His was not a garden variety schizophrenia. It glammed on to race. It followed through according to race.
Is their another mental illness by which people look at the facts and shift to auxiliary points, vehemently denying basic truth? It is as much a concern as madness that uses race (or religion) as a template for justifying murder and seeking fame for a “mission.”
Madness seeks a cause; in this and many cases, America’s history has provided a ready-made template of hate and stereotypes, misappropriated facts, and violent symbols (in the last election, lynching empty chairs!) tied to race.
No one expects hate to be neat and ordered, nor its cause excused because it isn’t.
I also wrote in the Times:
Race-directed violence persists, in many forms. After the civil war, lynching increased; SC governors Ben Tillman and Cole Blease supported it; Blease once buried the severed finger of a man who had been lynched. Racial violence continued after lynching was outlawed; Emmett Till being a well-known case, later the Birmingham church bombing that killed three young girls attending Sunday, and the assassination of Medgar Evers and Martin Luther King, Jr. Houses were burned; a slate of black churches were burned in the 1990s.
This latest round of harsh racial violence is the instrument of both benefit and blame.
Ferguson was about benefit, the city’s budget; the police went too far. New York is a policing institution that is skewered and protected, as is Baltimore–both target/ed blacks for benefit (high arrest numbers) and blame (criminals all).
Add the felt loss of white privilege (after the killings, seeing Attorney Loretta Lynch sworn in by Justice Sonia Sotomayor on Frederick Douglass’ Bible) and increasingly globally alienated youth affirmed by simplistic templates of hate from the internet and we get the murders at Emanuel (I have attended and worshiped in that prayer meeting and bible study!), where a young man who says “they were so nice to me, I almost changed my mind,” still kills nine, reloading in a blood letting that brings together several strands of America’s darkest values and history.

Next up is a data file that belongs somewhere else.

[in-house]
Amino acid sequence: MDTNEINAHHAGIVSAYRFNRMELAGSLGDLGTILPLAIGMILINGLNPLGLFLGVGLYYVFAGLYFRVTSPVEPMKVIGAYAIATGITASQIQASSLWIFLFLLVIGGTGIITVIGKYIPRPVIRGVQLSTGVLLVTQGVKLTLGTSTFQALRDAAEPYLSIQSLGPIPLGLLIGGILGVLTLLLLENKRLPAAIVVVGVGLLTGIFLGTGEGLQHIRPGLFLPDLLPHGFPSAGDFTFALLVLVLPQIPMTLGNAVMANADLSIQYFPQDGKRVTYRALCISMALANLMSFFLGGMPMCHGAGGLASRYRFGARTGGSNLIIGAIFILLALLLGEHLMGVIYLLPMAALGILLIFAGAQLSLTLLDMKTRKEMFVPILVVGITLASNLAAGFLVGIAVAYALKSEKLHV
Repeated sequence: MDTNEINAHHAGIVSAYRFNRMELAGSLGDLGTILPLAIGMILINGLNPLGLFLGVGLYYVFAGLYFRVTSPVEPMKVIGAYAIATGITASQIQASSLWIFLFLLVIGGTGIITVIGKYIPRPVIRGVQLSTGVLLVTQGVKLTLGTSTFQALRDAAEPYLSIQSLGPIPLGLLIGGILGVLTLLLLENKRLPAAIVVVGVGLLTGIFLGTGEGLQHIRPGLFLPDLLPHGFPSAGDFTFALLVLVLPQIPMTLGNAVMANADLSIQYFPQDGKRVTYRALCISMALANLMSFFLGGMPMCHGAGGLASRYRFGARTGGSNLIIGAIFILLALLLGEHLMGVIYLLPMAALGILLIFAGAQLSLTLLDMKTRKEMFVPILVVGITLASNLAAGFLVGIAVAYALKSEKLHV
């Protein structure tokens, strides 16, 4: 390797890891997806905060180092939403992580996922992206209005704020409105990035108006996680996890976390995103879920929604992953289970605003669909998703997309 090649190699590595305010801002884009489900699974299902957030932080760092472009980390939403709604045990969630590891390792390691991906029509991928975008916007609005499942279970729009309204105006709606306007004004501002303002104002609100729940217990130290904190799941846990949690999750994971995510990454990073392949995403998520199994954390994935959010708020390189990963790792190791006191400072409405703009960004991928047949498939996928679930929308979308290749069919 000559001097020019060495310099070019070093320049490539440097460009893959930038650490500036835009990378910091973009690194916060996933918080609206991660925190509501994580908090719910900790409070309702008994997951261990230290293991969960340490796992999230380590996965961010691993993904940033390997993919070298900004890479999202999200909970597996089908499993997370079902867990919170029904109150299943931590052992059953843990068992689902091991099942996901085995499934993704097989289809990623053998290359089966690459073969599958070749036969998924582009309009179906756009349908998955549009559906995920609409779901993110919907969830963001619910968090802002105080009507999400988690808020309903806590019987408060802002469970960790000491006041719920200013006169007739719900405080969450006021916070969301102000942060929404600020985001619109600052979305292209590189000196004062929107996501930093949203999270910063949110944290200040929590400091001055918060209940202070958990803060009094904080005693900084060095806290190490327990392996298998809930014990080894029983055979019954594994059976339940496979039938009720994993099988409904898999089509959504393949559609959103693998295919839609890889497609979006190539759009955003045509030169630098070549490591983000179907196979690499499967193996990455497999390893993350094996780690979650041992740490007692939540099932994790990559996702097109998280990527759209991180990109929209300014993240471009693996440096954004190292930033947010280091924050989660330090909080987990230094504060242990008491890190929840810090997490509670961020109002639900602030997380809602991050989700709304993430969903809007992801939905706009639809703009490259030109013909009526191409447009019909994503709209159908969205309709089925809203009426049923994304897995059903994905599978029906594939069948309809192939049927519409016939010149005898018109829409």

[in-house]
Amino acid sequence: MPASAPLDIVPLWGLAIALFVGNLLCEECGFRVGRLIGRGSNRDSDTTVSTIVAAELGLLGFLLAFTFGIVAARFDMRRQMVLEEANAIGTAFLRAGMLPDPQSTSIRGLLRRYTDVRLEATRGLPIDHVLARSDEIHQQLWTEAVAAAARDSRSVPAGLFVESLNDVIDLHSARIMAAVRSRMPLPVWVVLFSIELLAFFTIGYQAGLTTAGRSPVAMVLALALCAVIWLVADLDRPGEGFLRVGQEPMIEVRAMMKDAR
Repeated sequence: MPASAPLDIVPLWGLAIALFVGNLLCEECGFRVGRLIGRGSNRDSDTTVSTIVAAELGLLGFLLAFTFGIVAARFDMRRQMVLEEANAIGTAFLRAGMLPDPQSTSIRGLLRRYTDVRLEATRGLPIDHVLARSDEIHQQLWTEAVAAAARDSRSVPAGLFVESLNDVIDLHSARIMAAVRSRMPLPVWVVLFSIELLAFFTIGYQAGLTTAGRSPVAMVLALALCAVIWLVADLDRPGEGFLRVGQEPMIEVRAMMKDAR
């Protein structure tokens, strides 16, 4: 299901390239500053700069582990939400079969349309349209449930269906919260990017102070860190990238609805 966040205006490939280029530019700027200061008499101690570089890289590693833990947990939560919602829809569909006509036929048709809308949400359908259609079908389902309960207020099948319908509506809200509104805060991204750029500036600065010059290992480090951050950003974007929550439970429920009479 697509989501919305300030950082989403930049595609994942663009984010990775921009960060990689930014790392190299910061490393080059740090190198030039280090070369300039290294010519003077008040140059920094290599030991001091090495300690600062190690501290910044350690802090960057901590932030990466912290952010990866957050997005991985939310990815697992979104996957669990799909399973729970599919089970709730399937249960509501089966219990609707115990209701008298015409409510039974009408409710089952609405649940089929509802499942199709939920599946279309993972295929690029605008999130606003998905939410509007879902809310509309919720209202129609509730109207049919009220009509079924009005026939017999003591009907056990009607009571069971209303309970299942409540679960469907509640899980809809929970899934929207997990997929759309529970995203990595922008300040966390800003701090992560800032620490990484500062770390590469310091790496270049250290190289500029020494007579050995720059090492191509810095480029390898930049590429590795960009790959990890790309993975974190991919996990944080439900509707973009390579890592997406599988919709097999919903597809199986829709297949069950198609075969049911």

While I am able to no longer blame hate, my heart still recoils. And I am unable to rise to the example of the greatest Christian witness this nation as ever seen: the family members of the nine murdered, their voices breaking in grief, one by one, declaring their forgiveness, to bring no hate to their loss as they honor those they loved; as they rose, their feet firmly fixed on the path of salvation, the lessons and answers of prayer, letting no one and nothing turn them around. Not the evil that sat down beside their beloved or the way it used race to reject an admonition of mercy with a no and a bullet. I remember the lyrics to a spiritual I learned in Camden, SC years ago, and remember its simple lesson of humility and how, along our path, we are tasked with the enormous burdens of love, and must draw the strength not to falter, even as living goes on: “Mother gone, father gone, I’m just trying to make it in; I’m pressing on. Just a few more burdens to bear, just a few more days to care; a few more miles to tread, a few more tears to shed; I’m pressing on.”
I think of the families. Theirs is no doubt the most moving and magnificent example of divine strength and faith I will witness in my life time. I am blessed by their grace.